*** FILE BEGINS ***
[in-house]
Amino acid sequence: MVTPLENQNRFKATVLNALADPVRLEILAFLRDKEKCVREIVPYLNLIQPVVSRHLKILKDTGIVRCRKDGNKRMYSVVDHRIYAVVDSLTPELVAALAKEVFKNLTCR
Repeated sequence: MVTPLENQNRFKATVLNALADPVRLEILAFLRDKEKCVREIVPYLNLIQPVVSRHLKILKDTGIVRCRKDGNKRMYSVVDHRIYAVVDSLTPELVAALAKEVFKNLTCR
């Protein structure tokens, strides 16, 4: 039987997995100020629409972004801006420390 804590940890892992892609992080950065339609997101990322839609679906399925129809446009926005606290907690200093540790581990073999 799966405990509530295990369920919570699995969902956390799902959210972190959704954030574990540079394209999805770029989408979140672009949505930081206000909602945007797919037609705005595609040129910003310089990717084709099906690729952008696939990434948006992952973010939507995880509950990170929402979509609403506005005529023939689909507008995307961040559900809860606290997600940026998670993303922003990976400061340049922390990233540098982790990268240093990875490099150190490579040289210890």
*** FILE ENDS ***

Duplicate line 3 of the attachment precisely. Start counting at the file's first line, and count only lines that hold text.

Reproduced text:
Repeated sequence: MVTPLENQNRFKATVLNALADPVRLEILAFLRDKEKCVREIVPYLNLIQPVVSRHLKILKDTGIVRCRKDGNKRMYSVVDHRIYAVVDSLTPELVAALAKEVFKNLTCR